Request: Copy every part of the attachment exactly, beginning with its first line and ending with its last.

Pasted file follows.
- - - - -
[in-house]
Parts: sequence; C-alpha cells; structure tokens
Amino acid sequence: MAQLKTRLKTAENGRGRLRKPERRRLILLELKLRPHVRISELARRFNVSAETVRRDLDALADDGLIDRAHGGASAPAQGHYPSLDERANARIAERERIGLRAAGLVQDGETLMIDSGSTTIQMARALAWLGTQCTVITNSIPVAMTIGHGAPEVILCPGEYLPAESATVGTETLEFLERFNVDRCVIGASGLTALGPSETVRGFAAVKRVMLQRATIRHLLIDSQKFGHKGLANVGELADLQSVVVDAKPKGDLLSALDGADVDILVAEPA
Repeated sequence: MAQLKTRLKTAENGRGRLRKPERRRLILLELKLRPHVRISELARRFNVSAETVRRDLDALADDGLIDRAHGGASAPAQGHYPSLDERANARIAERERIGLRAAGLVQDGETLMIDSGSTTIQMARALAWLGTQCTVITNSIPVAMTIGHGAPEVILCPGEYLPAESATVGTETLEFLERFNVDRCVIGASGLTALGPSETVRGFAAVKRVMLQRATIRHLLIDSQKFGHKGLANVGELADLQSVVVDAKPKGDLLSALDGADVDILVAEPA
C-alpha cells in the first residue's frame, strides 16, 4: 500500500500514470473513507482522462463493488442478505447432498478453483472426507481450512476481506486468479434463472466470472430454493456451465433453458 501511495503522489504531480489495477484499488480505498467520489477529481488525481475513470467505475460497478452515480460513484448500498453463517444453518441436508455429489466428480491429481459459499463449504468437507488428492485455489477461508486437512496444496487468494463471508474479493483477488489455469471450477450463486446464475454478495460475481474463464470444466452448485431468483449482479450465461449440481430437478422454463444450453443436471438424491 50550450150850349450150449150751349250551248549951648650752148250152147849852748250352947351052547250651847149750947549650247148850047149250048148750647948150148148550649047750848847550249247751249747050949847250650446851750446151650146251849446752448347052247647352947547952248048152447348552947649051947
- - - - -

[in-house]
Parts: sequence; C-alpha cells; structure tokens
Amino acid sequence: MAQLKTRLKTAENGRGRLRKPERRRLILLELKLRPHVRISELARRFNVSAETVRRDLDALADDGLIDRAHGGASAPAQGHYPSLDERANARIAERERIGLRAAGLVQDGETLMIDSGSTTIQMARALAWLGTQCTVITNSIPVAMTIGHGAPEVILCPGEYLPAESATVGTETLEFLERFNVDRCVIGASGLTALGPSETVRGFAAVKRVMLQRATIRHLLIDSQKFGHKGLANVGELADLQSVVVDAKPKGDLLSALDGADVDILVAEPA
Repeated sequence: MAQLKTRLKTAENGRGRLRKPERRRLILLELKLRPHVRISELARRFNVSAETVRRDLDALADDGLIDRAHGGASAPAQGHYPSLDERANARIAERERIGLRAAGLVQDGETLMIDSGSTTIQMARALAWLGTQCTVITNSIPVAMTIGHGAPEVILCPGEYLPAESATVGTETLEFLERFNVDRCVIGASGLTALGPSETVRGFAAVKRVMLQRATIRHLLIDSQKFGHKGLANVGELADLQSVVVDAKPKGDLLSALDGADVDILVAEPA
C-alpha cells in the first residue's frame, strides 16, 4: 500500500500514470473513507482522462463493488442478505447432498478453483472426507481450512476481506486468479434463472466470472430454493456451465433453458 501511495503522489504531480489495477484499488480505498467520489477529481488525481475513470467505475460497478452515480460513484448500498453463517444453518441436508455429489466428480491429481459459499463449504468437507488428492485455489477461508486437512496444496487468494463471508474479493483477488489455469471450477450463486446464475454478495460475481474463464470444466452448485431468483449482479450465461449440481430437478422454463444450453443436471438424491 50550450150850349450150449150751349250551248549951648650752148250152147849852748250352947351052547250651847149750947549650247148850047149250048148750647948150148148550649047750848847550249247751249747050949847250650446851750446151650146251849446752448347052247647352947547952248048152447348552947649051947